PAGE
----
Written by: Rick Mulkey
President at Compliance Safety Solutions
Silica, present in concrete dust, is a hazardous material and is the focus of the new OSHA regulation 1926.1153. This information is an overview of the new updated standard. This regulation has a compliance date for general construction by September 23, 2017. The new OSHA respirable crystalline silica dust regulation offers several options for compliance and we want to help you understand those options.
Under the existing silica rule established in 1971, employers were responsible for testing exposure and finding ways to limit exposure below ~250 μg/m3 averaged over an 8-hour workday. The new standard aligned the permissible exposure limit (PEL) for the construction industry and general industry to the NIOSH recommended limit of 50 μg/m3averaged over an 8-hour workday (time weighted average, or “TWA”). According to OSHA, the new PEL is expected to prevent hundreds of silica-related deaths and illnesses each year – including 900 new cases of silicosis.
Under the new OSHA construction standard, OSHA offers three methods an employer can choose from to demonstrate compliance and assess employee exposure. An employer can choose from one of the three or any combination of the three to ensure their employees are protected.
The options are:
- Table 1: a table of pre-defined tasks and specified control methods available in the market today can be found the OSHA Standard 1926.1153.
- Performance or ‘Objective Data’: assess exposure by providing objective data proving the control method used reduces silica dust exposure below the permissible exposure level (50 μg/m3). Accelerated silicosis: Results from exposure to higher levels of crystalline silica and occurs 5 to 10 years after exposure. Acute silicosis: Can occur after only weeks or months of exposure to very high levels of crystalline silica. Death occurs within months.
- Scheduled Air Monitoring program: assess exposure by implementing a scheduled air monitoring program to ensure employees are not exposed above 50 μg/m3
Where is Silica found
The most common form of crystalline silica is quartz, which is found in sand, gravel, clay, granite, diatomaceous earth, and many other forms of rock. Non-crystalline silica is found in glass, silicon carbide, and silicone.
What types of material contain Silica?
Silica is a natural substance found in materials on construction sites, such as concrete, bricks, rocks, stone, sand and clay. Dust containing silica is created when these materials are cut, ground, drilled or otherwise disturbed. If the silica particles in this dust are small enough (known as respirable crystalline silica it can be breathed deep into the lungs and cause damage. The dust in your lungs (like asbestos) will not come out by coughing and will not dissipate, it is there perhaps forever. The dust that can be breathed in is not always visible to the naked eye.
Tasks which may expose construction workers to silica dust include: Sawing, hammering, sanding, drilling, grinding and chipping concrete or masonry (bricks, stone and fibre cement products). Demolishing concrete and masonry structures.
Abrasive blasting of concrete and other materials (especially where sand is used as the abrasive). Dry sweeping or the pressurised air blowing of concrete, concrete dust and rock. Chipping, hammering and drilling rock. Also the crushing, loading, hauling and dumping of rock are all activities that create dust that can be hazardous.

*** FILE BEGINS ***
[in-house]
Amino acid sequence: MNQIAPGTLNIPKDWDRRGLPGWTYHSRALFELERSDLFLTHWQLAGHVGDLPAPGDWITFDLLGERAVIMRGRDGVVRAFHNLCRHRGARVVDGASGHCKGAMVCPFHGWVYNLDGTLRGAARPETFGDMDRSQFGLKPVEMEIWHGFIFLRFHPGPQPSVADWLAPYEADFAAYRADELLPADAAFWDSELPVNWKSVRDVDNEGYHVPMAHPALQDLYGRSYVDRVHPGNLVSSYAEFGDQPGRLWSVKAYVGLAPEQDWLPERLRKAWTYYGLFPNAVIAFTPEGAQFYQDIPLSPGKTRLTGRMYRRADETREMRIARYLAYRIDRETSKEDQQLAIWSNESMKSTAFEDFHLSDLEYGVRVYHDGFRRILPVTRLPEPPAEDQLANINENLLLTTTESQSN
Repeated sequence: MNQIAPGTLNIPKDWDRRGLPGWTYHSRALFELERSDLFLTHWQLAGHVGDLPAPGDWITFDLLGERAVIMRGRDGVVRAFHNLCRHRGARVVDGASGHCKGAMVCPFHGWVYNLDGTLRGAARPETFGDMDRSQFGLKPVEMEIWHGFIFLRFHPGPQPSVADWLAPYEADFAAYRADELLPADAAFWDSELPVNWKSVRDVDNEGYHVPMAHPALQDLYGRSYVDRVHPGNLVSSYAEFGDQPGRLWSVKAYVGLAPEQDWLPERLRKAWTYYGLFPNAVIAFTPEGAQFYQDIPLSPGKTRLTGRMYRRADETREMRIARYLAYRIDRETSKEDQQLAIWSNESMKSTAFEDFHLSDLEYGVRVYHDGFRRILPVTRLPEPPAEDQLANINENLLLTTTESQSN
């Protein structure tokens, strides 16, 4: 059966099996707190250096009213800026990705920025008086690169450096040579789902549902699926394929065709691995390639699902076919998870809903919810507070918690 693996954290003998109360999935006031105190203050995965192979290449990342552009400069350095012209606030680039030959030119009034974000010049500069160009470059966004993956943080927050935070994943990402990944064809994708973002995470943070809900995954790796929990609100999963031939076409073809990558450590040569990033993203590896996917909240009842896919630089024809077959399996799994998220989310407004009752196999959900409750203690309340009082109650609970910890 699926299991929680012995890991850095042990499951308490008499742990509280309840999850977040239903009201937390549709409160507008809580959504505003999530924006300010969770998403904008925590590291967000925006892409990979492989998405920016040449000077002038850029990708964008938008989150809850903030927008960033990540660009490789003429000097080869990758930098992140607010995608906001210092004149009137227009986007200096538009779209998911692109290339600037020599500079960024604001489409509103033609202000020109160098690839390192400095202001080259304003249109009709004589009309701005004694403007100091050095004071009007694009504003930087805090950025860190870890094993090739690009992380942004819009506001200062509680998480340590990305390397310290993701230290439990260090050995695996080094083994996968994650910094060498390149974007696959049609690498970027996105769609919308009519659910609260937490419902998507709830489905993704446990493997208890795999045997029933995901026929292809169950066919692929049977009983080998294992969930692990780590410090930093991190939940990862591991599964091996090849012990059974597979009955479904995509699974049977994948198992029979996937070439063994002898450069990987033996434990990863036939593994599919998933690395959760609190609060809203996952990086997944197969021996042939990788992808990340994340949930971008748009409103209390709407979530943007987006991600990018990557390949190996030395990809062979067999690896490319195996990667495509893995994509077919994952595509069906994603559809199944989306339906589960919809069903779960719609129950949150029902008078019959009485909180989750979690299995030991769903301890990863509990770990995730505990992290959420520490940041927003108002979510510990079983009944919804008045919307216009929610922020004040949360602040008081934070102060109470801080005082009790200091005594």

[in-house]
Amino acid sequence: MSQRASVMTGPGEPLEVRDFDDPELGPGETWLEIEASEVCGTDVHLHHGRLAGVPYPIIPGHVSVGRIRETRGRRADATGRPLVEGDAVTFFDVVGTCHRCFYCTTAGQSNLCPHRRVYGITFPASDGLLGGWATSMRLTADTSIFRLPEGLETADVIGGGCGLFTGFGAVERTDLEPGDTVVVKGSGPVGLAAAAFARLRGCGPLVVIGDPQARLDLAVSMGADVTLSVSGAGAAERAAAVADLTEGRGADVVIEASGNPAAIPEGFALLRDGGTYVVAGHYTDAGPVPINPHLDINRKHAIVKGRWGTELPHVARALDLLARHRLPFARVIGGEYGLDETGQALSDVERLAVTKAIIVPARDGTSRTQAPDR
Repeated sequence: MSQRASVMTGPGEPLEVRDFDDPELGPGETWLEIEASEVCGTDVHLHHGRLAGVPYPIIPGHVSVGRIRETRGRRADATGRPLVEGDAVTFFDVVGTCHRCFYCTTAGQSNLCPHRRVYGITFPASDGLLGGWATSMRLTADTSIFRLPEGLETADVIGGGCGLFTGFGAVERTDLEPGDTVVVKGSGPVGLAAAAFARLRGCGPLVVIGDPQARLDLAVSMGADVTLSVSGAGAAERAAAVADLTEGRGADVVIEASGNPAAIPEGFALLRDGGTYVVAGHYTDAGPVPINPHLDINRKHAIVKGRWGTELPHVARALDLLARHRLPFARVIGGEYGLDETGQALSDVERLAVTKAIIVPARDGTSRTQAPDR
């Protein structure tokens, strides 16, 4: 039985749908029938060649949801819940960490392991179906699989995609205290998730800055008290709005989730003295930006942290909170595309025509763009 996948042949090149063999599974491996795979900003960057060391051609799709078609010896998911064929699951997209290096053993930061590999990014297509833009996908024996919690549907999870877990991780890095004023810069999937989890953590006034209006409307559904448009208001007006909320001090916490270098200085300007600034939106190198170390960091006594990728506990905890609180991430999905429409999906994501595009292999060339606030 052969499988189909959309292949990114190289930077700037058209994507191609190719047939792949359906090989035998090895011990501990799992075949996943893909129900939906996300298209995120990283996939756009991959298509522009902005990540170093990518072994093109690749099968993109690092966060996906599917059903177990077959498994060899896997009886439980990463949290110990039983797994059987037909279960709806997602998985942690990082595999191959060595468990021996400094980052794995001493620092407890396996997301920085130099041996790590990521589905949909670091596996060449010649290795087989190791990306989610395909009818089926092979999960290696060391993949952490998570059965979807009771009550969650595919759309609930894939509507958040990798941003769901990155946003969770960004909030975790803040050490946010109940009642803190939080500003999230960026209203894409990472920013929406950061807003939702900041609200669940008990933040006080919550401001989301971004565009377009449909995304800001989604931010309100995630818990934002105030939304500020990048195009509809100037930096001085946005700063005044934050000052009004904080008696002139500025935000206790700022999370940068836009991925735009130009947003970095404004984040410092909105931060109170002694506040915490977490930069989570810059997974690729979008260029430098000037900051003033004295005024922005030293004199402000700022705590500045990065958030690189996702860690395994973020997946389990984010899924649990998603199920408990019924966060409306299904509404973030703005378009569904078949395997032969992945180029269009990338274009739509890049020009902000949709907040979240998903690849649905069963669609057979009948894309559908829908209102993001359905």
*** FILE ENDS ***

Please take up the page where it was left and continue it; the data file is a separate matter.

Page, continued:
What does the standard require?
The standard requires employers to limit worker exposures to respirable crystalline silica and to take other steps to protect workers.
The standard provides flexible alternatives, especially useful for small employers. Employers can either use a control method laid out in Table 1* of the construction standard 1926.1153 or they can measure workers’ exposure to silica and independently decide which dust controls work best to limit exposures to the PEL in their workplaces.
Regardless of which exposure control method is used, all construction employers covered by the standard are required to:
- Establish and implement a written exposure control plan that identifies tasks that involve exposure and methods used to protect workers, including procedures to restrict access to work areas where high exposures may occur.
- Designate a competent person to implement the written exposure control plan.
- Restrict housekeeping practices that expose workers to silica where feasible alternatives are available.
- Offer medical exams—including chest X-rays and lung function tests—every three years for workers who are required by the standard to wear a respirator for 30 or more days per year.
- Train workers on work operations that result in silica exposure and ways to limit exposure.
- Keep records of workers’ silica exposure and medical exams.
Important note: Lung disease can be caused by both long term exposure to small or moderate levels of silica dust, and short term exposure to high levels of silica dust. It is also important to note that smoking adds to the lung damage caused by silica dust exposure.
What are employers’ responsibilities?
Employers have a legal duty to take all practicable steps to ensure employees are safe at work. Exposure to silica dust is a workplace hazard that employers must eliminate, isolate or minimize.
As an employer, you should be able to recognize where work tasks may create silica dust. You should then plan ahead to remove the dust or control any worker exposure. Where silica dust is created on a worksite, you should implement: Dust control methods; Respiratory protection; Air monitoring; Health monitoring; Protective clothing; Warning signs and Employee Training.
This information is a brief overview. Additional information including training methods and a “FREE” template of a Respirable Crystalline Silica written compliance safety program is available by contacting email@example.com